I'm a professor in the Department of Linguistics at the University of Arizona, and am currently the head of the department. I'm director of the Douglass Phonetics Lab.
I study the messy way people talk when they're talking fast in casual conversation, where they leave out a lot of the sounds and even whole words. For example, in one of my group's recordings, a speaker pronounced "gonna hafta" with just two syllables (sort of "got.tuh"), and in another, a different speaker pronounced "do you have time" as two syllables with no trace of the word "have" at all. Another speaker pronounced "Friday night" as one syllable, something like "freh..." stretched out in time. And yet these fast, "sloppy" pronunciations sound fine if you hear them in context, and are not hard to understand if you're hearing your native language. What's amazing is that this is actually how we communicate information. See the tab "Reduced speech examples" to hear some of these.
I also work with the Mutsun community of California, a Native American community from near San Juan Bautista CA, to try to help them learn their heritage language (Mutsun) and teach it in their community. The last person who learned Mutsun fluently as a child passed away in 1930, but there are a lot of written records of the language See the "Mutsun language revitalization" tab for that.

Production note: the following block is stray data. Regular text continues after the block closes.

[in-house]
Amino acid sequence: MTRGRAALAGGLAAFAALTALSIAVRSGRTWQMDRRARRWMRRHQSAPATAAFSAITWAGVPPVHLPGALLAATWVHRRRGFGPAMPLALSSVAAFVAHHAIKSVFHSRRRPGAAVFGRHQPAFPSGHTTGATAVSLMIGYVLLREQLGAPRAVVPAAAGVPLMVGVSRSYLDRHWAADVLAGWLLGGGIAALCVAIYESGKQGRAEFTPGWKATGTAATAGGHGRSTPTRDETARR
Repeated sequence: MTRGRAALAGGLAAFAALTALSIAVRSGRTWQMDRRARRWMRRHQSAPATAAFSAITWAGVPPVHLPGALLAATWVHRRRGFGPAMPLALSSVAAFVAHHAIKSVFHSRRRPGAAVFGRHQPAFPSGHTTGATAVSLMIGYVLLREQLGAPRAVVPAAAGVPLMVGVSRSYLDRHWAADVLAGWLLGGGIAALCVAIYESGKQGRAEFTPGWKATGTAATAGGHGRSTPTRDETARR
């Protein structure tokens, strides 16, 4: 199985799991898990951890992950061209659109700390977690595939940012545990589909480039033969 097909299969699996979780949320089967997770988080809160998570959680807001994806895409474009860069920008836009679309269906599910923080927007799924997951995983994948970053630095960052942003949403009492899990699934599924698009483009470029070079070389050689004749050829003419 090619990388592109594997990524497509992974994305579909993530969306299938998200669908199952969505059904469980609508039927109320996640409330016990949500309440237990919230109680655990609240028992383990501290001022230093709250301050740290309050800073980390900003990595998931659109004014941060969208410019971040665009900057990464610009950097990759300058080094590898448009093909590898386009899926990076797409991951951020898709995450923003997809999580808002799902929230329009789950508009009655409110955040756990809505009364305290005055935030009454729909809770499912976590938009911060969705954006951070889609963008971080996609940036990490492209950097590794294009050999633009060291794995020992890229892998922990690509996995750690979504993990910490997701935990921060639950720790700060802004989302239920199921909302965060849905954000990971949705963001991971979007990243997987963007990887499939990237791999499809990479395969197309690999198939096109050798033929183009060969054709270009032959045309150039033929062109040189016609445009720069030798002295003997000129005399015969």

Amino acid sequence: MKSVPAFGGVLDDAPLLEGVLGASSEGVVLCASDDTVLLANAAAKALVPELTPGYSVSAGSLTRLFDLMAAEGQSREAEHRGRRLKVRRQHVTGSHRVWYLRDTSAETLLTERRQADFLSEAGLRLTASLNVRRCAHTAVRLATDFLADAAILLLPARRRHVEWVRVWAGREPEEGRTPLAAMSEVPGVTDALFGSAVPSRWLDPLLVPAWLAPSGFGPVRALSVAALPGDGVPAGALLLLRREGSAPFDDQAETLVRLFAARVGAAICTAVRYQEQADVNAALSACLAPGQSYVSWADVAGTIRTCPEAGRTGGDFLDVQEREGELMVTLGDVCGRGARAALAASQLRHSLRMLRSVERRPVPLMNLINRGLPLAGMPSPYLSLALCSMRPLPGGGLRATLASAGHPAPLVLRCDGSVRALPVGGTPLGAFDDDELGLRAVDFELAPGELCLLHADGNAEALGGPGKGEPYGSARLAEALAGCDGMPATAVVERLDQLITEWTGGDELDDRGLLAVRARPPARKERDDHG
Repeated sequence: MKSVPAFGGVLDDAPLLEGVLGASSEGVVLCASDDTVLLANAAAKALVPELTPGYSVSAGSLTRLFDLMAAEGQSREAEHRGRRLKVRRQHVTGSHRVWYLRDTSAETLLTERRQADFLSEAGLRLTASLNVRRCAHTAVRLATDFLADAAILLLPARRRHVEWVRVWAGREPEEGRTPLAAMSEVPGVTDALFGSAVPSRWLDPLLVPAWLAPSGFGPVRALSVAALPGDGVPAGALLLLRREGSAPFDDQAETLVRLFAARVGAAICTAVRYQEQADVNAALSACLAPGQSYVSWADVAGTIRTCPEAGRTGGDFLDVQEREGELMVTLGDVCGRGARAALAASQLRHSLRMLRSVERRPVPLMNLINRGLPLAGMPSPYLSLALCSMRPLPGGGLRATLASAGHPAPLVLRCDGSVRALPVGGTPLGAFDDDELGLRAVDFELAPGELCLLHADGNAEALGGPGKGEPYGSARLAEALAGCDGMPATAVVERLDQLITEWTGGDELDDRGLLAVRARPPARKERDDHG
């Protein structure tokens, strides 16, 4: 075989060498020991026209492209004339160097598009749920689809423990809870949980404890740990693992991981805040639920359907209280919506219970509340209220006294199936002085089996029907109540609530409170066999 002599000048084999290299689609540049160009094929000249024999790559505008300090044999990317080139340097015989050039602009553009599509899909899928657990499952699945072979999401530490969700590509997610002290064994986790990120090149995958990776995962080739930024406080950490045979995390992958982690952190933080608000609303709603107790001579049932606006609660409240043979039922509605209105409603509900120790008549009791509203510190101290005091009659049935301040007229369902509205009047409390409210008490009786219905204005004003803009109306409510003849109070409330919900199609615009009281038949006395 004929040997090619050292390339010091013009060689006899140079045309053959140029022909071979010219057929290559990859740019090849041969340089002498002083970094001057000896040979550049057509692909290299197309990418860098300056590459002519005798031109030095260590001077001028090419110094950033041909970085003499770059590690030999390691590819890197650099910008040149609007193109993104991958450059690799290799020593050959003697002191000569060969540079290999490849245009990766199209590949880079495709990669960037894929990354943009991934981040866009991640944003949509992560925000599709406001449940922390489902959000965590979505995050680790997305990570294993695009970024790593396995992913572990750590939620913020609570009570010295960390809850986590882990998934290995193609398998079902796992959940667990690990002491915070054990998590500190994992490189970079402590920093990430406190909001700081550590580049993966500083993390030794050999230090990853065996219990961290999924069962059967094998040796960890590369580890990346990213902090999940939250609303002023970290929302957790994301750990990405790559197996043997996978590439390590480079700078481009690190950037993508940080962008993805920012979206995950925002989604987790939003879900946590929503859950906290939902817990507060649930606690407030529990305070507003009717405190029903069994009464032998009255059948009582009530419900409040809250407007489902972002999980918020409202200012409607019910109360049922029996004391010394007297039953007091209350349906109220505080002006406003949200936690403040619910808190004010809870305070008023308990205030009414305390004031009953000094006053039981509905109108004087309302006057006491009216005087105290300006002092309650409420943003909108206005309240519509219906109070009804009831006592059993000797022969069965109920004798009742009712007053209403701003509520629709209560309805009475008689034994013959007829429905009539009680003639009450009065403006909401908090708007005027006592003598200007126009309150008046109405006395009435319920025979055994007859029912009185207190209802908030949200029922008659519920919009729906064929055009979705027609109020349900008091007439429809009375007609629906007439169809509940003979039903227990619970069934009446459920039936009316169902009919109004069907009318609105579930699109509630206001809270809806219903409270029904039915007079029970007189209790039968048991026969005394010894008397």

My research is divided into two areas: phonetics/psycholinguistics/experimental phonology, and language revitalization. In phonetics, my main interest is production and perception of reduced, spontaneous speech, but I also work on other projects. In language revitalization, I work with the dormant Mutsun language of California (Southern Costanoan) on reclaiming the spoken language through learning from archival materials, primarily from J.P. Harrington. I have worked with Mutsun community members on publishing the dictionary and on language learning materials.
1998 Ph.D. University of California, Berkeley. Department of Linguistics. Dissertation: The Role of Dynamic Cues in Speech Perception, Spoken Word Recognition, and Phonological Universals. Dissertation advisor: John Ohala.
1995 M.A., University of California, Berkeley. Department of Linguistics.
1991 B.A. summa cum laude, University of Minnesota. Majors: Japanese, German. Minor: Latin.
CV (updated 5/2022)